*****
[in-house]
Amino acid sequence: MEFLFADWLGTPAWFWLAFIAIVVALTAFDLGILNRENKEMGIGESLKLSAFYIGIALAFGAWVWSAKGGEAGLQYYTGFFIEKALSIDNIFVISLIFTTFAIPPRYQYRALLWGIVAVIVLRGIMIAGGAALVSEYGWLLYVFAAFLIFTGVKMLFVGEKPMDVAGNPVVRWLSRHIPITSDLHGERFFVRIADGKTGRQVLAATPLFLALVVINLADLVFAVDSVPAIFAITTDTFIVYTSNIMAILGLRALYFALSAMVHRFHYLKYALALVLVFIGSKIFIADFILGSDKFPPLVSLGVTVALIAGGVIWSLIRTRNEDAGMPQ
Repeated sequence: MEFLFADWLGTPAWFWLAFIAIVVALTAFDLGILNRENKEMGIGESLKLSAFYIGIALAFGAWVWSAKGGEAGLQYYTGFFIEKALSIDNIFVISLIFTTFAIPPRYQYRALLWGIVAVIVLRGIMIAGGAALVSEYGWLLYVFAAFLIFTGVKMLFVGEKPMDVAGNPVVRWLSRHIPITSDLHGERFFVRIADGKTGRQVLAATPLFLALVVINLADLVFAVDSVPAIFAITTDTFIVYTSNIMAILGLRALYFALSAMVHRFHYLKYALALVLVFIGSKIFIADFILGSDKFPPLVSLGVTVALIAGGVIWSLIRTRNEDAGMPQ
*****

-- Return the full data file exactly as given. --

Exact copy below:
[in-house]
Amino acid sequence: MEFLFADWLGTPAWFWLAFIAIVVALTAFDLGILNRENKEMGIGESLKLSAFYIGIALAFGAWVWSAKGGEAGLQYYTGFFIEKALSIDNIFVISLIFTTFAIPPRYQYRALLWGIVAVIVLRGIMIAGGAALVSEYGWLLYVFAAFLIFTGVKMLFVGEKPMDVAGNPVVRWLSRHIPITSDLHGERFFVRIADGKTGRQVLAATPLFLALVVINLADLVFAVDSVPAIFAITTDTFIVYTSNIMAILGLRALYFALSAMVHRFHYLKYALALVLVFIGSKIFIADFILGSDKFPPLVSLGVTVALIAGGVIWSLIRTRNEDAGMPQ
Repeated sequence: MEFLFADWLGTPAWFWLAFIAIVVALTAFDLGILNRENKEMGIGESLKLSAFYIGIALAFGAWVWSAKGGEAGLQYYTGFFIEKALSIDNIFVISLIFTTFAIPPRYQYRALLWGIVAVIVLRGIMIAGGAALVSEYGWLLYVFAAFLIFTGVKMLFVGEKPMDVAGNPVVRWLSRHIPITSDLHGERFFVRIADGKTGRQVLAATPLFLALVVINLADLVFAVDSVPAIFAITTDTFIVYTSNIMAILGLRALYFALSAMVHRFHYLKYALALVLVFIGSKIFIADFILGSDKFPPLVSLGVTVALIAGGVIWSLIRTRNEDAGMPQ